H. de Vries

Ethology & Socio-ecology Group, Department of Comparative Physiology, Utrecht University, Utrecht, The Netherlands

At least three topics are important in the analysis of social dominance relationships between the individuals living in a social group:

  1. The linearity test. Do the individuals form a linear dominance hierarchy? That is: how can one test statistically that the linearity in the set of dominance relationships is significantly strong?
  2. The linear ordering problem. If the linearity is significant, how can the individuals be ordered into a (nearly) linear rank order?
  3. The unidirectionality test. Is the exchange of dominance interactions among each pair of individuals sufficiently unidirectional?

I will present a recently developed test of linearity in a set of dominance relationships that contains unknown or tied relationships. Next I will briefly discuss an algorithm for finding the (near) optimal ranking of individuals based on two criteria: minimization of the number of reversals and minimization of the total strength of the reversals. If time allows I will discuss a statistical test of unidirectionality. These three methods are part of the newest version of MatMan, a program for the analysis of sociometric matrices and behavioural transition matrices. A previous version of MatMan is described in Behaviour (125:157-175, 1993).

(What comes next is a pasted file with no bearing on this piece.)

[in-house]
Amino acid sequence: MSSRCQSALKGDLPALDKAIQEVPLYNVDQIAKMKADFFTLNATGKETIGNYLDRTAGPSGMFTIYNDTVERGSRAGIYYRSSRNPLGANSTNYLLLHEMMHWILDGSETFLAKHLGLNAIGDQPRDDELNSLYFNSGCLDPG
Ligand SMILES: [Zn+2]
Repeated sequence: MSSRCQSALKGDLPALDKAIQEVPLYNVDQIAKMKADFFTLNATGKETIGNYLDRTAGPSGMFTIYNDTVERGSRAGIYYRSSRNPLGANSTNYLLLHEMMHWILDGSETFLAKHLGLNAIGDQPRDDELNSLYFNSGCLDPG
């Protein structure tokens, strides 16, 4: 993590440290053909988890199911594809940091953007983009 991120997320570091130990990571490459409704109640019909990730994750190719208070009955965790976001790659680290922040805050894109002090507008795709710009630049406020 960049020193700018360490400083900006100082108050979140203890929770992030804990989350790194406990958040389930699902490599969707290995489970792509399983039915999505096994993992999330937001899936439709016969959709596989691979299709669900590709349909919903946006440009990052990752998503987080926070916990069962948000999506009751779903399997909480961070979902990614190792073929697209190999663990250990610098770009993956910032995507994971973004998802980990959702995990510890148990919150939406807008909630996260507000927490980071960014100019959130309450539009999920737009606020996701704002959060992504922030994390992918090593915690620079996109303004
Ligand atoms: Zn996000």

Paper presented at Measuring Behavior '96, International Workshop on Methods and Techniques in Behavioral Research, 16-18 October 1996, Utrecht, The Netherlands